Where are we going?
There’s a lot of change in the world today. Marketing practices have been turned on their sides. The Internet has revolutionized the way we interact. “Knowledge Management” has become the buzzword of the hour.
Over here in the engineering industry, we still use “kips” (kilopounds, no kidding) as our fundamental unit of force. We issue all our drawings on unwieldy, large-format paper. Even basic communication is a hugely mysterious skill, and one that is largely considered unnecessary to reinforce in young engineers until they’re well into their career, at which point it’s far too late.
This would be all right if engineers were an isolated bunch, content to sit in a corner and crunch their numbers after they’ve been handed final designs from an architect…
Can you appreciate how truly archaic that sounds? We’re in the twenty-first century now. If you step into the oncoming flow of information traffic and expect it to gently roll to a stop and politely present itself to you, you’re going to get steamrollered in a rude and violent manner.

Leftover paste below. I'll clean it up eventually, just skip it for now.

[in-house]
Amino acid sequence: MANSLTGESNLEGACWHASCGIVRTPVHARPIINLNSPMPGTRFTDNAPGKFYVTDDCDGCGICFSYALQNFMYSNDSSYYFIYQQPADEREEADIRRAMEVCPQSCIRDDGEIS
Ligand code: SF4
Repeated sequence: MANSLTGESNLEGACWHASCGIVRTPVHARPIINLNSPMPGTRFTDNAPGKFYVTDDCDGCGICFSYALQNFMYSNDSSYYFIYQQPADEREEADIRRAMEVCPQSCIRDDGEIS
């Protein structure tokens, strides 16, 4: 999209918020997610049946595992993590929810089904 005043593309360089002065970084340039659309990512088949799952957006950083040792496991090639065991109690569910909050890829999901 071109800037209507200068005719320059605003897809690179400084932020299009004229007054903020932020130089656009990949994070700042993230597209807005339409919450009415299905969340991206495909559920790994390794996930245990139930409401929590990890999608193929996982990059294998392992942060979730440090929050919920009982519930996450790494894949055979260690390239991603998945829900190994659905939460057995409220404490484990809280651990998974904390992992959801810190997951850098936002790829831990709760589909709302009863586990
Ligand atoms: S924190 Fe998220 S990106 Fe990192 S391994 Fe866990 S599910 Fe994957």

All design is fluid now. We’re way past paper; drawings are outdated as soon as they hit the plotter. Aggressively proactive communication is so essential if you don’t want to get sued, and communicating such that we achieve a seamless level of design coordination is an animal that nobody’s ever even seen. We can land dudes on the moon, but we still can’t come out the grand opening side of a major project without looking back at our plans and seeing a pitiful mass of spaghettious kludge.
Why is that? How can we pick this apart? I don’t think that we do design/business/knowledge management very well as a profession. I’m going to look at our process, our procedures, our philosophies, and see where we don’t quite add up. This blog is going to cover a lot, and it’s mainly for me to get my thoughts in order, but I welcome anybody who’s keen to come along on the ride.